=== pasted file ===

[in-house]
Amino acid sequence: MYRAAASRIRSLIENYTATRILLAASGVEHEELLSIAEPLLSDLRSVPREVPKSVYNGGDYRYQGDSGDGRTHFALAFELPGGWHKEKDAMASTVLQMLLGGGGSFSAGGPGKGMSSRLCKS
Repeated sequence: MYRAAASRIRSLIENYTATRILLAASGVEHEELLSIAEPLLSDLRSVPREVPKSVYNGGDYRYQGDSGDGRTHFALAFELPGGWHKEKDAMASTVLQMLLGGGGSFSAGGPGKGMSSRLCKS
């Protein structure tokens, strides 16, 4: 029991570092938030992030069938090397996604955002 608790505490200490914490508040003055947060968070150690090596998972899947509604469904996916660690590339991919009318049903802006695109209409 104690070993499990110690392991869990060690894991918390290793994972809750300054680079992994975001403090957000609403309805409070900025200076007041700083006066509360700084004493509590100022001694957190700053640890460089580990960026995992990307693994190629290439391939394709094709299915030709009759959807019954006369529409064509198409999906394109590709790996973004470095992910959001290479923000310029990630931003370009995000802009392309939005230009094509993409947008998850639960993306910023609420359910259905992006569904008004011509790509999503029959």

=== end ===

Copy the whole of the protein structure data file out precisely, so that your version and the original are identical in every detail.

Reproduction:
[in-house]
Amino acid sequence: MYRAAASRIRSLIENYTATRILLAASGVEHEELLSIAEPLLSDLRSVPREVPKSVYNGGDYRYQGDSGDGRTHFALAFELPGGWHKEKDAMASTVLQMLLGGGGSFSAGGPGKGMSSRLCKS
Repeated sequence: MYRAAASRIRSLIENYTATRILLAASGVEHEELLSIAEPLLSDLRSVPREVPKSVYNGGDYRYQGDSGDGRTHFALAFELPGGWHKEKDAMASTVLQMLLGGGGSFSAGGPGKGMSSRLCKS
């Protein structure tokens, strides 16, 4: 029991570092938030992030069938090397996604955002 608790505490200490914490508040003055947060968070150690090596998972899947509604469904996916660690590339991919009318049903802006695109209409 104690070993499990110690392991869990060690894991918390290793994972809750300054680079992994975001403090957000609403309805409070900025200076007041700083006066509360700084004493509590100022001694957190700053640890460089580990960026995992990307693994190629290439391939394709094709299915030709009759959807019954006369529409064509198409999906394109590709790996973004470095992910959001290479923000310029990630931003370009995000802009392309939005230009094509993409947008998850639960993306910023609420359910259905992006569904008004011509790509999503029959």